“We have proposed an amendment to the existing Company and Allied Matters Act that will provide mandatory disclosure.

“We have criminalized the incident of non-disclosure. If somebody refuses to disclose to the company, he is liable and upon conviction will go to jail for six months and a fine. If a company refuses to disclose the information given to it by the CAC, there will be a daily default penalty of N5,000 for the period the default lasts. While the amendment bill awaits passage into law, CAC and civil society partners, have drafted a regulation that will aid the implementation of the disclosure requirements. Key to the success of the OGP is the Freedom of Information Act (FOI).

On its part, the National Orientation Agency (NOA) said it has produced the FOI document in 20 languages. NOA and Center LSD, have engaged nine states, 159 local governments, and 477 communities.

Also, the Ministry of Budget and National Planning disclosed the existence of a citizen’s portal on its website. The portal has an ‘I Monitor feature’ that allows the ministry extend its public engagement requirements to a larger audience.

Nigeria’s NAP was approved in February 2017 and is expected to run till 2019.  Each of the four themes in the plan has a varying number of commitments.

Fiscal Transparency has the following commitments; Ensure more effective citizens participation across the entire budget cycle, Full implementation of Open Contracting and adoption of Open Contracting Data Standards in the public sector, Work together with all stakeholders to enhance transparency in the extractive sectors through a concrete set of disclosures related to payments by companies and payments by governments on all transactions across the sector's value chain, Adopt common reporting standards and the Addis Tax initiative aimed at improving the fairness, transparency, efficiency and effectiveness of the tax system, Improve the ease of doing business and Nigeria's ranking on the World Bank Doing Business index.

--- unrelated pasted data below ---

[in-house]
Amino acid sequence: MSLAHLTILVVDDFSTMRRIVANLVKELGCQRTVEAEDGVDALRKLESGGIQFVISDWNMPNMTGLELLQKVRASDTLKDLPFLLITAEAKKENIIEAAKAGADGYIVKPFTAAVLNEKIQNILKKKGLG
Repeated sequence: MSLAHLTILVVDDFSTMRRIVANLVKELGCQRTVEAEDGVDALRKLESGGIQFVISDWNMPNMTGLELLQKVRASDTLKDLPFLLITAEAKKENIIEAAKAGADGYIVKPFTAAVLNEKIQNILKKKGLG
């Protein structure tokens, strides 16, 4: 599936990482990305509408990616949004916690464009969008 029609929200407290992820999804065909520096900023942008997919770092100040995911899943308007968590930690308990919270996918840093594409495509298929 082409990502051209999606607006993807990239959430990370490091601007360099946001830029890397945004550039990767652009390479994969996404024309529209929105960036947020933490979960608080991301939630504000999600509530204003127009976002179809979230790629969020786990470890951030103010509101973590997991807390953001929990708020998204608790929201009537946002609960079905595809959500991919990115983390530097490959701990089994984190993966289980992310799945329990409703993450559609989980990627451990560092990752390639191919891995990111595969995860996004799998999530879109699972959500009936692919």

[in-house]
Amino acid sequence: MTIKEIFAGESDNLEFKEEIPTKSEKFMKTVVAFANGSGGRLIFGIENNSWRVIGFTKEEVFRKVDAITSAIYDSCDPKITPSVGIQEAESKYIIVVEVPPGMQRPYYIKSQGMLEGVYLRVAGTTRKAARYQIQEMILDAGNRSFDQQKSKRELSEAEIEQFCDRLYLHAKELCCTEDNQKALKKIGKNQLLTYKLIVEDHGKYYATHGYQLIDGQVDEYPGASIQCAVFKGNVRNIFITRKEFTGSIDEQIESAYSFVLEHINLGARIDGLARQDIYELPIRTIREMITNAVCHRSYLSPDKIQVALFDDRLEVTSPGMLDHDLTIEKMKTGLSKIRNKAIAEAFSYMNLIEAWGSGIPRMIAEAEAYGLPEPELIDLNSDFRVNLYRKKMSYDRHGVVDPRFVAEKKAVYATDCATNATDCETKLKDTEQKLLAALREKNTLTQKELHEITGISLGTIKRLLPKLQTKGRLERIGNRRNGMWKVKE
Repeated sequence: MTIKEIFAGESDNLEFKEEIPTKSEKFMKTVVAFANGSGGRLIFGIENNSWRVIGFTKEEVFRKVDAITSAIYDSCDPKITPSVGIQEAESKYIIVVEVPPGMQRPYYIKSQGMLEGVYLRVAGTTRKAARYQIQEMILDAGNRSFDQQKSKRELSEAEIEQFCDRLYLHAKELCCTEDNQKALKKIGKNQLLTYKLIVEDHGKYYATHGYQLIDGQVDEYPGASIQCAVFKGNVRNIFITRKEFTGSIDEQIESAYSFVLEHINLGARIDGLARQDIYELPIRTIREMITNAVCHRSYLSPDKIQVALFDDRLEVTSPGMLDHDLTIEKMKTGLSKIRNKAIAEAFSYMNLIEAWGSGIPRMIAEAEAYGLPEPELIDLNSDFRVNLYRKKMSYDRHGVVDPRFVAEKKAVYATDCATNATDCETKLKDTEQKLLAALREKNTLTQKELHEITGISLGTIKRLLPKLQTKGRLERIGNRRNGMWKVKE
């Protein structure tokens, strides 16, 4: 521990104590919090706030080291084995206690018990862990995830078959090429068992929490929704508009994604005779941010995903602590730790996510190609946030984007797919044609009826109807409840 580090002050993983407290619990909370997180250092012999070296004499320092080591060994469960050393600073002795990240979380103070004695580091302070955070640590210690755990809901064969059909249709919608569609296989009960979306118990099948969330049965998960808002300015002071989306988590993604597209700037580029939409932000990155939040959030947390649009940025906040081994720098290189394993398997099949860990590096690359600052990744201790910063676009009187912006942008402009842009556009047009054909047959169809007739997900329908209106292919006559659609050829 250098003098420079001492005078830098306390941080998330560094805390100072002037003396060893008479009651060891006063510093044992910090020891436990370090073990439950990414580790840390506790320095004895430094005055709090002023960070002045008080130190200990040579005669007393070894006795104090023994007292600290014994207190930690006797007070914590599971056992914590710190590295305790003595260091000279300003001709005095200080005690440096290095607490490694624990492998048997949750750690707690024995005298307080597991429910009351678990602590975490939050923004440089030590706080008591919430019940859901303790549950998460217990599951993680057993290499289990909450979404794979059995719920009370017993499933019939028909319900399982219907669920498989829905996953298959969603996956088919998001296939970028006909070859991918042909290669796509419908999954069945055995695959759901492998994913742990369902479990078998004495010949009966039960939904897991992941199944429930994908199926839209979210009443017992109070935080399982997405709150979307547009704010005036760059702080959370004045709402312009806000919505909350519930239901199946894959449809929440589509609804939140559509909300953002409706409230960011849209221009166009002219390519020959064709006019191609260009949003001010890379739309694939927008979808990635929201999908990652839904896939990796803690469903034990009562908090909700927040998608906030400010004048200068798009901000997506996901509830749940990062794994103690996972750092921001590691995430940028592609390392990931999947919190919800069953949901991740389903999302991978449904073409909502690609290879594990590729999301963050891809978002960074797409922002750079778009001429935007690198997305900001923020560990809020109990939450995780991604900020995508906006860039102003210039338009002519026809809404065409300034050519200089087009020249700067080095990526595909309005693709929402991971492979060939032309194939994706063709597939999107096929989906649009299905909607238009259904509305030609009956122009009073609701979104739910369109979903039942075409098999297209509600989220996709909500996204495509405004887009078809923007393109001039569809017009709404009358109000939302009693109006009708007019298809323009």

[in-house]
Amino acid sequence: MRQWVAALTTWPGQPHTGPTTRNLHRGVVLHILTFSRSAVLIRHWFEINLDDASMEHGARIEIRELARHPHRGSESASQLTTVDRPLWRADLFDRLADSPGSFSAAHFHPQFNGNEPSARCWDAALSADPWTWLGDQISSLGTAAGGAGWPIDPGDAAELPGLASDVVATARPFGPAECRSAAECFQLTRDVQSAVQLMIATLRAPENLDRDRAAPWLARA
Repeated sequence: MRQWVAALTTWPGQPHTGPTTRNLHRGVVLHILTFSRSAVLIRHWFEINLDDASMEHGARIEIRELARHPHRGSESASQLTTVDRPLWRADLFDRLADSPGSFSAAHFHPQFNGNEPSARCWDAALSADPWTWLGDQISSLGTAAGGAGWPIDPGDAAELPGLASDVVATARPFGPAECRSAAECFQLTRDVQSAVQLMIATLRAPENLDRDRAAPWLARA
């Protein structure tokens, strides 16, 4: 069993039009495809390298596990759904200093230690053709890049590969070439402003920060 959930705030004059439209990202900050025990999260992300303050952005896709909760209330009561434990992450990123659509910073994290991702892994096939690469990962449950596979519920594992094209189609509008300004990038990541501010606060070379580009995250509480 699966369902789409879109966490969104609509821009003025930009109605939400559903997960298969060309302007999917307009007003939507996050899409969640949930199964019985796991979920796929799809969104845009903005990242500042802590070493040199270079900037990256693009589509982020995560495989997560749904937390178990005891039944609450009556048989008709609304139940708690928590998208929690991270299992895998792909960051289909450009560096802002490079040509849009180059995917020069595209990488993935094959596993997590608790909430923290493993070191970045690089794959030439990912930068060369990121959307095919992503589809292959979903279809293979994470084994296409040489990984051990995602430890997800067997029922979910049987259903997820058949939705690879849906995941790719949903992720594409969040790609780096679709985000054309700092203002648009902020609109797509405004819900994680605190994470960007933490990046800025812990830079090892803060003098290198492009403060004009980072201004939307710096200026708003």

Anti-Corruption has the following commitments; Establish a Public register of Beneficial Owners of Companies, Establish a platform for sharing information among Law Enforcement Agencies (LEAs), Anti-Corruption Agencies (ACAs), National Security Adviser (NSA) and financial sector regulators to detect, prevent and disrupt at corrupt practices, Strengthen Nigeria’s asset recovery legislation including non-conviction based confiscation powers and the introduction of unexplained wealth orders, Take appropriate actions to co-ordinate anti-corruption activities; improve integrity and transparency and accountability.

Access to Information has these commitments; Improved compliance of public institutions with the Freedom of information Act in respect of the annual reporting obligations by public institutions and level of responses to requests, Improved compliance of public institutions with the Freedom of Information Act (FOIA) with respect to the Proactive disclosure provisions and stipulating mandatory publication requirements,Citizen Engagement is measured by these commitments; Develop a Permanent Dialogue Mechanism on transparency.

Accountability and good governance between citizens and government to facilitate a culture of Openness, Government-civil society to jointly review existing legislations on transparency and a accountability issues and make recommendations to the National Assembly, Adopt a technology-based citizens feedback on projects and programs across transparency and accountability.